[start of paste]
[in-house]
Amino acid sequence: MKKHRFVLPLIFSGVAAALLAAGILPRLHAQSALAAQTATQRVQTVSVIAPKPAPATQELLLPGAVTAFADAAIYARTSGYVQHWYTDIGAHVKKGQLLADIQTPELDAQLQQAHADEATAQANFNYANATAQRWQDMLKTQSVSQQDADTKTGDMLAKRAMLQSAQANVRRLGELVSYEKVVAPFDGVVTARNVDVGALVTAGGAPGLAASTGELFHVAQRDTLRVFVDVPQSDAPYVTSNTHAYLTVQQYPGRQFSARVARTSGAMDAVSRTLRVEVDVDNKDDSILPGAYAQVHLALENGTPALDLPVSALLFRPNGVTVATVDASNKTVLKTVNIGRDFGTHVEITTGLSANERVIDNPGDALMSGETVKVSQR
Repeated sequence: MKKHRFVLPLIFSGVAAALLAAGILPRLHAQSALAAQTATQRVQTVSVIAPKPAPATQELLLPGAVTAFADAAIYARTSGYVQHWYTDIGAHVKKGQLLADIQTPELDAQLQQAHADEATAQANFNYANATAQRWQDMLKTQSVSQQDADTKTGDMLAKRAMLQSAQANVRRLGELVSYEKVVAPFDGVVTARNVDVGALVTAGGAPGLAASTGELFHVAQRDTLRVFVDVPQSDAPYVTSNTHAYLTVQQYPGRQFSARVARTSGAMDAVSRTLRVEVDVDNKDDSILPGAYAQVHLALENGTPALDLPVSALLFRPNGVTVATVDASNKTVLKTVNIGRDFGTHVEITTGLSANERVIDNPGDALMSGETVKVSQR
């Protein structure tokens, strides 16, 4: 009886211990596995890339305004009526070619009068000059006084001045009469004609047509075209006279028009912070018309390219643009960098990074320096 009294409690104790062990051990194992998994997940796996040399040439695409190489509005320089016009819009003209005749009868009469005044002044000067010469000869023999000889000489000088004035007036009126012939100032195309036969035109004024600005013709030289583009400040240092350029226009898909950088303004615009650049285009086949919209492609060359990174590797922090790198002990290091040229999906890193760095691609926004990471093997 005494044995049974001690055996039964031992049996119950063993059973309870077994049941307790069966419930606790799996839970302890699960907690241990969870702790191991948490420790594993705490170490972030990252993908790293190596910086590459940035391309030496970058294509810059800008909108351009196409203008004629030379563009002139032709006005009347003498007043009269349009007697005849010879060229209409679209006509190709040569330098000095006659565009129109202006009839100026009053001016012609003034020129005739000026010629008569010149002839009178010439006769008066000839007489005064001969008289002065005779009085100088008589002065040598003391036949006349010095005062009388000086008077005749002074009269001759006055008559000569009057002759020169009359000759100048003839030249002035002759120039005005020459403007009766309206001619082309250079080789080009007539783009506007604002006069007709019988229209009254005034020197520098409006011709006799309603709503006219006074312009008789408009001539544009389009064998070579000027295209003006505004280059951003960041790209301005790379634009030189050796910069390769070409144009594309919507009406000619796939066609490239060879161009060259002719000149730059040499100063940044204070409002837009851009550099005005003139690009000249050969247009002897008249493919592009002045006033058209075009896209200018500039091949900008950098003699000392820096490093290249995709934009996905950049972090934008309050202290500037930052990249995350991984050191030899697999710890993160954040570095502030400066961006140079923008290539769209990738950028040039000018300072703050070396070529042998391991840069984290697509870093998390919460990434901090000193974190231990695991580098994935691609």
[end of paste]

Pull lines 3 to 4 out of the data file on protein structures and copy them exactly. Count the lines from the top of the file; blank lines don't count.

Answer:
Repeated sequence: MKKHRFVLPLIFSGVAAALLAAGILPRLHAQSALAAQTATQRVQTVSVIAPKPAPATQELLLPGAVTAFADAAIYARTSGYVQHWYTDIGAHVKKGQLLADIQTPELDAQLQQAHADEATAQANFNYANATAQRWQDMLKTQSVSQQDADTKTGDMLAKRAMLQSAQANVRRLGELVSYEKVVAPFDGVVTARNVDVGALVTAGGAPGLAASTGELFHVAQRDTLRVFVDVPQSDAPYVTSNTHAYLTVQQYPGRQFSARVARTSGAMDAVSRTLRVEVDVDNKDDSILPGAYAQVHLALENGTPALDLPVSALLFRPNGVTVATVDASNKTVLKTVNIGRDFGTHVEITTGLSANERVIDNPGDALMSGETVKVSQR
């Protein structure tokens, strides 16, 4: 009886211990596995890339305004009526070619009068000059006084001045009469004609047509075209006279028009912070018309390219643009960098990074320096 009294409690104790062990051990194992998994997940796996040399040439695409190489509005320089016009819009003209005749009868009469005044002044000067010469000869023999000889000489000088004035007036009126012939100032195309036969035109004024600005013709030289583009400040240092350029226009898909950088303004615009650049285009086949919209492609060359990174590797922090790198002990290091040229999906890193760095691609926004990471093997 005494044995049974001690055996039964031992049996119950063993059973309870077994049941307790069966419930606790799996839970302890699960907690241990969870702790191991948490420790594993705490170490972030990252993908790293190596910086590459940035391309030496970058294509810059800008909108351009196409203008004629030379563009002139032709006005009347003498007043009269349009007697005849010879060229209409679209006509190709040569330098000095006659565009129109202006009839100026009053001016012609003034020129005739000026010629008569010149002839009178010439006769008066000839007489005064001969008289002065005779009085100088008589002065040598003391036949006349010095005062009388000086008077005749002074009269001759006055008559000569009057002759020169009359000759100048003839030249002035002759120039005005020459403007009766309206001619082309250079080789080009007539783009506007604002006069007709019988229209009254005034020197520098409006011709006799309603709503006219006074312009008789408009001539544009389009064998070579000027295209003006505004280059951003960041790209301005790379634009030189050796910069390769070409144009594309919507009406000619796939066609490239060879161009060259002719000149730059040499100063940044204070409002837009851009550099005005003139690009000249050969247009002897008249493919592009002045006033058209075009896209200018500039091949900008950098003699000392820096490093290249995709934009996905950049972090934008309050202290500037930052990249995350991984050191030899697999710890993160954040570095502030400066961006140079923008290539769209990738950028040039000018300072703050070396070529042998391991840069984290697509870093998390919460990434901090000193974190231990695991580098994935691609």